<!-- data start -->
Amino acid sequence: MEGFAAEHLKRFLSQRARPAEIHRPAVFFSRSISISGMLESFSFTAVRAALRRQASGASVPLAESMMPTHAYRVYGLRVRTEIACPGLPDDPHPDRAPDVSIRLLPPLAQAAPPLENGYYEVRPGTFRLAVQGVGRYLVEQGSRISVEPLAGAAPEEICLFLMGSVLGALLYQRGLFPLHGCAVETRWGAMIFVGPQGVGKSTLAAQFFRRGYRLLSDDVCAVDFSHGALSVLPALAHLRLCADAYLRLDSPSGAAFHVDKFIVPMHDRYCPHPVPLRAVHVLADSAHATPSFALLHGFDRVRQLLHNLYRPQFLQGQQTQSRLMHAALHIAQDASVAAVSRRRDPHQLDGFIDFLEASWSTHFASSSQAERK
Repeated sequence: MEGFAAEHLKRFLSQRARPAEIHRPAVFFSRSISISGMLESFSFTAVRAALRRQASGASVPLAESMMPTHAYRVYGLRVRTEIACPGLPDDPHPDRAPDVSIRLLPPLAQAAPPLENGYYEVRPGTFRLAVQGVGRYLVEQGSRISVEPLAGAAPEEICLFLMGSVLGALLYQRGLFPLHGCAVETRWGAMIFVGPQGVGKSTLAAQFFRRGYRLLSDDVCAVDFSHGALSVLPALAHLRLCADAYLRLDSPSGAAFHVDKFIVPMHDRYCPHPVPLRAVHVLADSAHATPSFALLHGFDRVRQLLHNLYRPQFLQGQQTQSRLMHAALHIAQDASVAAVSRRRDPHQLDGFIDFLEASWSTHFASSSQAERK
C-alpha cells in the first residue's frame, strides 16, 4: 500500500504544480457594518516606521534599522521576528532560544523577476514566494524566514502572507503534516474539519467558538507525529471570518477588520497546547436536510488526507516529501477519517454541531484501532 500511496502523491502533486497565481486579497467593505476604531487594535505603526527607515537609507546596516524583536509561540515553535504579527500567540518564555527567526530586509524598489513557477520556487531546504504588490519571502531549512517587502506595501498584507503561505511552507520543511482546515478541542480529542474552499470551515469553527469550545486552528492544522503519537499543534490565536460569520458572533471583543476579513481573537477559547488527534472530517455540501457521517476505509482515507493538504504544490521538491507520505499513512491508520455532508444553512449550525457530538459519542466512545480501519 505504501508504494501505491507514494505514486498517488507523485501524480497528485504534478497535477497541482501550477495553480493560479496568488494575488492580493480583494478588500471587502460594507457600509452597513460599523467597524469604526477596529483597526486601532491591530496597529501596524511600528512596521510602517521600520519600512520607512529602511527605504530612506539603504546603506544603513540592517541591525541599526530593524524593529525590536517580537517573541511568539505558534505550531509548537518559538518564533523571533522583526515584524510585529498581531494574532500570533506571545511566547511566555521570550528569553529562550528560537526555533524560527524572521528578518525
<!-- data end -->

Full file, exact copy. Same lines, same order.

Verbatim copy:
Amino acid sequence: MEGFAAEHLKRFLSQRARPAEIHRPAVFFSRSISISGMLESFSFTAVRAALRRQASGASVPLAESMMPTHAYRVYGLRVRTEIACPGLPDDPHPDRAPDVSIRLLPPLAQAAPPLENGYYEVRPGTFRLAVQGVGRYLVEQGSRISVEPLAGAAPEEICLFLMGSVLGALLYQRGLFPLHGCAVETRWGAMIFVGPQGVGKSTLAAQFFRRGYRLLSDDVCAVDFSHGALSVLPALAHLRLCADAYLRLDSPSGAAFHVDKFIVPMHDRYCPHPVPLRAVHVLADSAHATPSFALLHGFDRVRQLLHNLYRPQFLQGQQTQSRLMHAALHIAQDASVAAVSRRRDPHQLDGFIDFLEASWSTHFASSSQAERK
Repeated sequence: MEGFAAEHLKRFLSQRARPAEIHRPAVFFSRSISISGMLESFSFTAVRAALRRQASGASVPLAESMMPTHAYRVYGLRVRTEIACPGLPDDPHPDRAPDVSIRLLPPLAQAAPPLENGYYEVRPGTFRLAVQGVGRYLVEQGSRISVEPLAGAAPEEICLFLMGSVLGALLYQRGLFPLHGCAVETRWGAMIFVGPQGVGKSTLAAQFFRRGYRLLSDDVCAVDFSHGALSVLPALAHLRLCADAYLRLDSPSGAAFHVDKFIVPMHDRYCPHPVPLRAVHVLADSAHATPSFALLHGFDRVRQLLHNLYRPQFLQGQQTQSRLMHAALHIAQDASVAAVSRRRDPHQLDGFIDFLEASWSTHFASSSQAERK
C-alpha cells in the first residue's frame, strides 16, 4: 500500500504544480457594518516606521534599522521576528532560544523577476514566494524566514502572507503534516474539519467558538507525529471570518477588520497546547436536510488526507516529501477519517454541531484501532 500511496502523491502533486497565481486579497467593505476604531487594535505603526527607515537609507546596516524583536509561540515553535504579527500567540518564555527567526530586509524598489513557477520556487531546504504588490519571502531549512517587502506595501498584507503561505511552507520543511482546515478541542480529542474552499470551515469553527469550545486552528492544522503519537499543534490565536460569520458572533471583543476579513481573537477559547488527534472530517455540501457521517476505509482515507493538504504544490521538491507520505499513512491508520455532508444553512449550525457530538459519542466512545480501519 505504501508504494501505491507514494505514486498517488507523485501524480497528485504534478497535477497541482501550477495553480493560479496568488494575488492580493480583494478588500471587502460594507457600509452597513460599523467597524469604526477596529483597526486601532491591530496597529501596524511600528512596521510602517521600520519600512520607512529602511527605504530612506539603504546603506544603513540592517541591525541599526530593524524593529525590536517580537517573541511568539505558534505550531509548537518559538518564533523571533522583526515584524510585529498581531494574532500570533506571545511566547511566555521570550528569553529562550528560537526555533524560527524572521528578518525